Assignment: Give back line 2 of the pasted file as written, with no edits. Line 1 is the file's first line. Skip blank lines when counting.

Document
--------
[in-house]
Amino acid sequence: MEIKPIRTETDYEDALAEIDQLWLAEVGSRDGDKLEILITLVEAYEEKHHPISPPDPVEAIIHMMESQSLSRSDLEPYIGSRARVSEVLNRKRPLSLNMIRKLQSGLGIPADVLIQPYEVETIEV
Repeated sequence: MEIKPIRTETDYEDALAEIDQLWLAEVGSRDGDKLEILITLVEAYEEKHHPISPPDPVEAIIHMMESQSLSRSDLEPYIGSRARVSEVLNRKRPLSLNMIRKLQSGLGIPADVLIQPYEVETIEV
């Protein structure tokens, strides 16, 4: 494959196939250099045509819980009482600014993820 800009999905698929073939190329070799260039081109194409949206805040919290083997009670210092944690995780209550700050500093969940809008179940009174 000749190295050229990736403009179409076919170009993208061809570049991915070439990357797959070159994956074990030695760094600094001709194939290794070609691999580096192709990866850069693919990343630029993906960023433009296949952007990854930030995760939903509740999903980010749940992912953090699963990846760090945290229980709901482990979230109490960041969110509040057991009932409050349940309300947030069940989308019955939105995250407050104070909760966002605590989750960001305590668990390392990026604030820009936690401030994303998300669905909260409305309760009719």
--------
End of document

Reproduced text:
Amino acid sequence: MEIKPIRTETDYEDALAEIDQLWLAEVGSRDGDKLEILITLVEAYEEKHHPISPPDPVEAIIHMMESQSLSRSDLEPYIGSRARVSEVLNRKRPLSLNMIRKLQSGLGIPADVLIQPYEVETIEV